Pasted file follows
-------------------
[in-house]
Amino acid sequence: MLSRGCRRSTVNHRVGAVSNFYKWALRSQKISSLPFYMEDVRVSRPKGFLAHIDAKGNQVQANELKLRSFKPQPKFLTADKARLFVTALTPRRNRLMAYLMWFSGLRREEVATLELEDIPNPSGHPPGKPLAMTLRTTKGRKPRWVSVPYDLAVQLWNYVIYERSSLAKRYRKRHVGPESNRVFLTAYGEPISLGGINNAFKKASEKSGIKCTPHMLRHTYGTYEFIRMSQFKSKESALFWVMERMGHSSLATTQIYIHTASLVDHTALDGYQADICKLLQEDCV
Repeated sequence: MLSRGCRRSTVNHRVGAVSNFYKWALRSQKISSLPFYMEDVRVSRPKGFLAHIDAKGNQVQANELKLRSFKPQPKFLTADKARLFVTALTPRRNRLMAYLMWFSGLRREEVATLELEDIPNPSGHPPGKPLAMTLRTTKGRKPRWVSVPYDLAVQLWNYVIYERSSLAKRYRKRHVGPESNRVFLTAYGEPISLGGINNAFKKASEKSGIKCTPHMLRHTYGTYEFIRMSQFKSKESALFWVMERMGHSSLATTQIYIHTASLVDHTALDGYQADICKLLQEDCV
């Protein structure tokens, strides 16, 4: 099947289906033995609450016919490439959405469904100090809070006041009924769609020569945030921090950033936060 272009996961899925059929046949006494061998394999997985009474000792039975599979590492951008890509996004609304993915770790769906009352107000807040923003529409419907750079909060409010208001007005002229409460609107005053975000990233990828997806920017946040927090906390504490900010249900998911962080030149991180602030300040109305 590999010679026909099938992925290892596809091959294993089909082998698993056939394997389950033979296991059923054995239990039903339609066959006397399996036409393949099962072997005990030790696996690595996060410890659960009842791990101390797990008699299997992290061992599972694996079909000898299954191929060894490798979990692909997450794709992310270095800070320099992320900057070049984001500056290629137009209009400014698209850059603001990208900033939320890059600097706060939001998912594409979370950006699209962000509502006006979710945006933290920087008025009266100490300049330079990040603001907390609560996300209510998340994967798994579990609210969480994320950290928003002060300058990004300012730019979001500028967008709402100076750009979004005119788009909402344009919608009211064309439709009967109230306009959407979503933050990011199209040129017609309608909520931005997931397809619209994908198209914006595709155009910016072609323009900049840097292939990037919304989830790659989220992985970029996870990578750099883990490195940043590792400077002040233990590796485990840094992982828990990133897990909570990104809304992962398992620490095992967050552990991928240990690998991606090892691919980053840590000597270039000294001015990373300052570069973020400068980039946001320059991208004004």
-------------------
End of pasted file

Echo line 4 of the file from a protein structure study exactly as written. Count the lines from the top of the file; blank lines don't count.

């Protein structure tokens, strides 16, 4: 099947289906033995609450016919490439959405469904100090809070006041009924769609020569945030921090950033936060 272009996961899925059929046949006494061998394999997985009474000792039975599979590492951008890509996004609304993915770790769906009352107000807040923003529409419907750079909060409010208001007005002229409460609107005053975000990233990828997806920017946040927090906390504490900010249900998911962080030149991180602030300040109305 590999010679026909099938992925290892596809091959294993089909082998698993056939394997389950033979296991059923054995239990039903339609066959006397399996036409393949099962072997005990030790696996690595996060410890659960009842791990101390797990008699299997992290061992599972694996079909000898299954191929060894490798979990692909997450794709992310270095800070320099992320900057070049984001500056290629137009209009400014698209850059603001990208900033939320890059600097706060939001998912594409979370950006699209962000509502006006979710945006933290920087008025009266100490300049330079990040603001907390609560996300209510998340994967798994579990609210969480994320950290928003002060300058990004300012730019979001500028967008709402100076750009979004005119788009909402344009919608009211064309439709009967109230306009959407979503933050990011199209040129017609309608909520931005997931397809619209994908198209914006595709155009910016072609323009900049840097292939990037919304989830790659989220992985970029996870990578750099883990490195940043590792400077002040233990590796485990840094992982828990990133897990909570990104809304992962398992620490095992967050552990991928240990690998991606090892691919980053840590000597270039000294001015990373300052570069973020400068980039946001320059991208004004």